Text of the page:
Monday, August 23, 2010

Fabric Covered Frame Tutorial

Hello, it's Lorene again. Nope, it's not Wednesday yet. Debra is having trouble with her internet, and it will be a few days before they can get it fixed, so she asked me to fill in here for a bit.

I made this frame for my mom for Mothers Day back in May. I originally intended to just cover the frame with paper, but the frame front was curved instead of flat, so the paper wouldn't stick properly. I needed to finish the frame that day (since Mothers Day was the next day... oops), so I used what I had: fabric scraps!

The inside of the frame is a twill tape photo holder from this tutorial on Crafterhours, and here's a step-by-step for covering the frame with fabric.

Before you start -- take a good look at your frame. You need to understand how it all fits together so that you can make sure that your fabric doesn't get in the way, like blocking one of the twisty doohickeys that holds the back in the frame. Once you have a firm understanding of the operation of your frame (which shouldn't take more than a minute or so :) ), you're ready to go.
  1. Gather your materials:
    • Photo frame, any size
    • Scraps of fabric, wide enough to cover the frame
    • ModPodge
    • Scissors (which may get a bit of ModPodge on them)
    • Foam brush
    • Sandpaper (100 grit or finer)
    • Pencil
  2. Lightly sand your frame to give the ModPodge some texture to stick to. 
  3. Select your fabric scraps. The scraps just need to big large enough to wrap completely around the frame. Mine were about 2.5 inches wide in varying lengths. 
  4. Place your first fabric scrap on the frame at the corner where you want to start. Lightly draw a line on your fabric from the outer edge of the corner to the inner edge of the corner and then down the inside of the frame.
  5. Cut along the line you just drew.
  6. Line up the fabric with the corner and make sure that it's cut how you want it. Trim if needed.
    • The diagonal cut should line up with or overlap the diagonal of the frame. Err on the side of overlapping -- you don't want part of your frame showing.
  7.  Apply ModPodge to the corner and the first couple of inches of the frame. Be sure the ModPodge is all the edges of the frame except the back.
    • If your scrap is shorter than the frame, apply ModPodge the length of the whole strip. If your scrap is longer, only apply the ModPodge to the first couple inches so that you'll be able to trim the other end.
  8. Gently press the fabric along the frame where you've just applied the ModPodge.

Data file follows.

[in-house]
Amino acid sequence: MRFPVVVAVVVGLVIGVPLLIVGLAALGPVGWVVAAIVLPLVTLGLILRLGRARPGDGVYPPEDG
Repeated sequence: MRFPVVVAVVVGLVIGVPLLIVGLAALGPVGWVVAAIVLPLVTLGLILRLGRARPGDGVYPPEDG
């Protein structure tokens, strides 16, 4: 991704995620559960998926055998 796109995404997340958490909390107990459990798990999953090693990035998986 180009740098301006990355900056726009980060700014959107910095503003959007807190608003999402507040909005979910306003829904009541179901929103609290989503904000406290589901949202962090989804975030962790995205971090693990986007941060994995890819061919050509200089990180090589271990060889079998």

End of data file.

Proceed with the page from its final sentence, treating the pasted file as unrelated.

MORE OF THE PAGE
• Be sure not to stretch your fabric too much, just enough that it is tight against the frame.
  9. For long scraps, trim the other end to match the corner of the frame, like in steps 4 and 5.
  10. Apply ModPodge to the corner to secure the trimmed corner.
  11. Secure the fabric to the back of the frame with ModPodge. Depending on your frame, you may need to trim the fabric.
    • If your frame is solid (like my black and red frame), trim the fabric to about 1/2 inch and ModPodge it to the back.
    • If your frame is hollow (like my blue frame), ModPodge the inside of the back of the frame and tuck the fabric inside. I used a chopstick (one of my favorite crafting tools!) to make sure it was secure.
  12. Turn the frame over and check your hardware. Trim around it as necessary.
  13. Continue tracing, trimming, and ModPodging your fabric scraps to the frame, gradually working your way around. 
  14. Leave a bit of overhang at each corner and ModPodge it.
  15. If your scraps are smaller so that you can't leave enough overhang, just trim the fabric even with the edge of the frame.You can cover it up with your next piece of fabric -- I'll show you how in step 16. :)
  16. Instead of tracing the diagonal, cut a square out of the corner of your scrap. 
  17. Then cut a slit from the corner in. (The square is where my thumb is.)
  18. ModPodge the frame and fold the long piece around, folding (and ModPodging) the other piece on top to cover the whole corner. 
  19. Continue trimming and ModPodging your scraps until you've covered the whole frame.
  20. Double-check that the fabric is secured to the back of the frame.
    • If your frame is wood, you can staple the fabric if needed.
  21. Apply one (or two) coats of ModPodge on top of the fabric and let it dry.
Add a cute picture (which means you'll have to actually print one...which I forgot to do :) ) and you're done! 

4 comments:

Tammy said...

Very cute! :) You need to bottle your talent girl and start mailing me some...:)

Brandy said...

cute and easy.

The Kooky Queen--Rachel said...

That is so dang cute! I think I just may have a few frames in need of that cuteness!

McKenzie said...

That is a fabulous idea to turn drab, starting to get worn out frames into something "new"!

 
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